Semi-Conscious Intelligence (SI)

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Image from Keith Wigdor

An early attempt at artificial intelligence, SI's were emulations of consciousness before the derivation of a sentience algorithm.

That is, before humanity understood what the process of intelligence was, they developed a number of ways to emulate or simulate conscious behavior based on statistical models and broad sampling databases. These early attempts eventually worked very well (when the bugs were hammered out) at the areas they had been designed to handle. It was even forecast at that time that there was a realm for future SI's (that wasn't the term used at that time, but rather a historian's label for clarity in retrospect as compared to what we call nowadays AI) covering the breadth and depth of human experience once adequate statistical analysis of human behavior and computer storage/processing capabilities were developed.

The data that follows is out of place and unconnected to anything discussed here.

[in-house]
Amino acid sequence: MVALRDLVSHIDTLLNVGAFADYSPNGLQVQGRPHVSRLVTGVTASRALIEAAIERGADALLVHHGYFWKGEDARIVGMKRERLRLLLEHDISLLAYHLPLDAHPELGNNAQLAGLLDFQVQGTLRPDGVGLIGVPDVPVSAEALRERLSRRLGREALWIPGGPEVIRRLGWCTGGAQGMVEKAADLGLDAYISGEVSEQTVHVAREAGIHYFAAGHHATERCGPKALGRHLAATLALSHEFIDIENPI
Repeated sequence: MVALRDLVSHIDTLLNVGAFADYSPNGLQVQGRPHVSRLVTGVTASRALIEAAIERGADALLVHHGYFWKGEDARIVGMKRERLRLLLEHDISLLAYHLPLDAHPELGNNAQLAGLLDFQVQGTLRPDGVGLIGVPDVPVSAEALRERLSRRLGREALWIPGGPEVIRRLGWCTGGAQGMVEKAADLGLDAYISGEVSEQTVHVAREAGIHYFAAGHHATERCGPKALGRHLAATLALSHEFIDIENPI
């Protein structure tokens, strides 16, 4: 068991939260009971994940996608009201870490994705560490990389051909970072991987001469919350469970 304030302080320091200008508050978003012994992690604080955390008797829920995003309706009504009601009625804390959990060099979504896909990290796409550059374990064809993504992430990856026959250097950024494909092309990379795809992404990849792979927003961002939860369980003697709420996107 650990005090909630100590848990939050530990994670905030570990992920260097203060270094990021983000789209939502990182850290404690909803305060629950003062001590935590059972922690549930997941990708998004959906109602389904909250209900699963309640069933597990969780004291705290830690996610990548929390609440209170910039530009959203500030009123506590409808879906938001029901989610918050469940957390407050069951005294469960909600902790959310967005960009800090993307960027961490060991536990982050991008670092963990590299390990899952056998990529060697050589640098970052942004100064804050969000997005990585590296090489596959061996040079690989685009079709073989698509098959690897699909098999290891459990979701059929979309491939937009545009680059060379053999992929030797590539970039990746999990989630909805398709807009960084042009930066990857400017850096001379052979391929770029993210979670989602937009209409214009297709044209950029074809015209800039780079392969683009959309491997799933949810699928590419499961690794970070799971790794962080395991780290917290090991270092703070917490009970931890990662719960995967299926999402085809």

However, once these SI's were allowed to 'learn' (e.g., alter the weights of the reactions they had been given statistically), it was discovered that these quasi-beings became more and more inhuman in their perceptions. One researcher at the time published a paper titled 'Observations on Logarithmic Perception Disturbances in Learning Artificial Intellects' dealing with the rate of deviation from 'human-norm' responses.

All these data were of much use when another researcher, an early superbright whose name was lost during the Technocalypse, was able to develop an algorithmic representation of the derivation process these SI's went through. This became the underpinnings of what is now called the family of sentience algorithms, and the foundation of modern ailect design.

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Development Notes
Text by John B
Initially published on 05 July 2002.